• Fri August 20 2004
  • Posted Aug 20, 2004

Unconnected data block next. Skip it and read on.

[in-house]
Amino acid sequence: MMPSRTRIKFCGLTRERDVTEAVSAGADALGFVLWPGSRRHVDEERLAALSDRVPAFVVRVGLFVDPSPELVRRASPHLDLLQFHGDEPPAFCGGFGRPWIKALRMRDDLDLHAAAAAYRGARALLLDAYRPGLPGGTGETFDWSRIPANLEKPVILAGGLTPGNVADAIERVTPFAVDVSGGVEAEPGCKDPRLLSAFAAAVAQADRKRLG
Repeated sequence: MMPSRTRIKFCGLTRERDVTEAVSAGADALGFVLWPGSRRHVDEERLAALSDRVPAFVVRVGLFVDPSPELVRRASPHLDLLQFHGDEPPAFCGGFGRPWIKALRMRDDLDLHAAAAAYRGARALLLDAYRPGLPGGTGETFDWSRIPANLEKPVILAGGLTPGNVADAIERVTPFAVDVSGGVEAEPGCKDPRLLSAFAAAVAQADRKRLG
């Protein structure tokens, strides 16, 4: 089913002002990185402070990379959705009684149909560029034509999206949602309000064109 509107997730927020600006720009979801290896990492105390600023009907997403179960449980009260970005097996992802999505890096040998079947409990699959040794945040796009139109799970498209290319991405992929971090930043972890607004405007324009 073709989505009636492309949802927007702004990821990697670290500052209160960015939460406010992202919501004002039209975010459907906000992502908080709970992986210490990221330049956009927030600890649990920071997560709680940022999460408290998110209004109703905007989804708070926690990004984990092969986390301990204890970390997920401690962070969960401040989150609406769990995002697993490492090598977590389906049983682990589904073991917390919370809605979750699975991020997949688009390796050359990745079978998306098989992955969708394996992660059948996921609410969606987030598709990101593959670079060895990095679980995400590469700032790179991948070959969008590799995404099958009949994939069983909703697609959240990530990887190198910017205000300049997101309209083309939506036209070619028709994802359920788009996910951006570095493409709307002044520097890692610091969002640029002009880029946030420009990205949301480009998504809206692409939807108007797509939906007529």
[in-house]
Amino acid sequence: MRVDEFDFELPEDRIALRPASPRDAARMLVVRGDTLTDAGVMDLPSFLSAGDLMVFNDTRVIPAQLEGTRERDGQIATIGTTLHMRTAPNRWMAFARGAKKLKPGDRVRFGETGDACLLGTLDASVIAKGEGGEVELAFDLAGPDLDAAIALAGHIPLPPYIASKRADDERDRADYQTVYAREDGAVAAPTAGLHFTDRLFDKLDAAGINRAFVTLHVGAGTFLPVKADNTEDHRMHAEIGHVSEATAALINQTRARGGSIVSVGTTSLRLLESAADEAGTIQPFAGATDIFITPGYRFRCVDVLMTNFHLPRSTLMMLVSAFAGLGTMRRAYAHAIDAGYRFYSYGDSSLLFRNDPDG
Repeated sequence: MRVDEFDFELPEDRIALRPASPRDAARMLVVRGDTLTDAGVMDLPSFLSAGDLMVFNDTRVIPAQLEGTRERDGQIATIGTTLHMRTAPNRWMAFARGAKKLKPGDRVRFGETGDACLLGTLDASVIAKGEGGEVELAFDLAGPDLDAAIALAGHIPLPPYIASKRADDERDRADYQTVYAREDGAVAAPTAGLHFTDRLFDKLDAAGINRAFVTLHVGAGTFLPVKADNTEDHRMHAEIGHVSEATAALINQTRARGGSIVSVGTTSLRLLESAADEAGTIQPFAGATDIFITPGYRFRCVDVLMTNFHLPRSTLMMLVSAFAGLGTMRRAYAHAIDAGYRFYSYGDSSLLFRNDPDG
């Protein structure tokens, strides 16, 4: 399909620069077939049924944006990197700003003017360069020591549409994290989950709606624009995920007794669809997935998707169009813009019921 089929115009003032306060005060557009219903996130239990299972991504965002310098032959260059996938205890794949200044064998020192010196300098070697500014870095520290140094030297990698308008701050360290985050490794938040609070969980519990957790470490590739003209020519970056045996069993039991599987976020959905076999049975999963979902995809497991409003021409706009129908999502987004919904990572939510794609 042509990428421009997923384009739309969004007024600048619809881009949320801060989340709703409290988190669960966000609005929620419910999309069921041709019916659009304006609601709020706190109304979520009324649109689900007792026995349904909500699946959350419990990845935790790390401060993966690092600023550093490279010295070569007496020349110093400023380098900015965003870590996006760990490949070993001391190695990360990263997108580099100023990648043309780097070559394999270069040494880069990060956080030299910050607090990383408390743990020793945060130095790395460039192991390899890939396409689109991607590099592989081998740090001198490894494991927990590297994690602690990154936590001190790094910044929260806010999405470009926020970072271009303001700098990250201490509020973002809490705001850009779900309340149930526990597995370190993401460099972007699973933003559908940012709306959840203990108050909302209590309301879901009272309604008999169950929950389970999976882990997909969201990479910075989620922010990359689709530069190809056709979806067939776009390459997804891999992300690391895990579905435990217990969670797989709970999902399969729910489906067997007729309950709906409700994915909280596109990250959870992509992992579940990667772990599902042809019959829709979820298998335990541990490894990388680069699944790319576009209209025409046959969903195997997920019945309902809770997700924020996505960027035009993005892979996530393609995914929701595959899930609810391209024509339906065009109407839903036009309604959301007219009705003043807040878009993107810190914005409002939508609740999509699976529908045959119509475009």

BY PAULA LAVIGNE The Dallas Morning News (KRT) - There was a point - as I headed up an unforgiving hill, directly into the wind, relying on tired muscles to push me those last few yards to the crest - when I realized that I felt pretty darn good. I was thirsty, my rear end was numb, my back ached, and I was coated with a layer of sunscreen, dirt and bug spray. I was exhausted, and it was wonderful. And a spaghetti dinner was not far off. It was another day during the weeklong 490-mile route of the Register's Annual Great Bicycle Ride Across Iowa. RAGBRAI, sponsored by The Des Moines Register, started in 1973 with just a few hundred riders. This year's ride during the last week in July drew at least 15,000 cyclists. It's a ride, not a race, with a different route each year that winds through dozens of small Iowa towns. Along with being a massive rolling party, it's an eye-opening test of physical endurance. Eight months of weightlifting, cardiovascular training and cycling had paid off. I wasn't flying at the front of the pack, but I held my own and was passing other cyclists more often than they passed me. By the time it was over, I was amazed at how far people can push themselves day after day. It's not just a matter of cycling 60 to 90 miles per day. It's being able to do it in the wind and rain while navigating a crowd of other cyclists - most as bleary-eyed and achy as you are. LESSONS FROM THE RIDE THE WEATHER Our team braved the elements and camped at night. Snoozing on hard ground in a soggy tent seemed to add more to the daily challenge than the ride itself. THE FOOD I soon realized the most important lesson in RAGBRAI endurance: Eat. Drink. Eat and drink lots. Fortunately, this was not hard to do. RAGBRAI is a festival of carbohydrates. Lines snaked through church basements for all-you-can-eat pancake breakfasts and spaghetti dinners, and roadside stands offered acres of homemade pie, buckets of ice cream and gallons of Gatorade every few miles. Atkins is a dirty word here. If I hadn't carbed up every day, I wouldn't have had the energy to keep going. THE HILLS I could feel the benefits of my leg-weights workout the first day. With more than 2,600 feet of climb, it was by far the hilliest stretch. Seeing as the Dallas area is lacking for hills, I didn't train on anything steep. I was OK that day in Iowa, but if I could do my training routine over again, I'd find some hills - even if I had to drive a ways - and ride them repeatedly. THE WIND The hardest day for me was the fourth. The route, though relatively flat, headed south directly into the wind. There's a method of riding called drafting, where you ride behind another cyclist or a group of cyclists in a pace line, that helps tremendously in cutting wind resistance. (However, before I get angry phone calls, I have to say that RAGBRAI rules discourage drafting.) The wind also plagued my vision. I rode for two days with a blurry right eye and was lucky enough to find a benevolent eye doctor in Eagle Grove, Iowa, who helped me out with drops. However, my next purchase is going to be a good pair of wraparound sunglasses. THE EQUIPMENT Make sure you have good cycling equipment and check it throughout the ride, especially when your bike is exposed to the elements all week and gets bruised and banged up. My knees ached a bit toward the end of the ride, and I felt like a 90-year-old every time I sat down. When I returned home, the folks at Richardson Bike Mart - who set me up with an amazingly comfortable bike - suggested a slight alteration in the seat. It helped, but I think I need a few more days of being a slug to fully recuperate. ONLINE Start training now for RAGBRAI 2005! Registration begins in November at Source:

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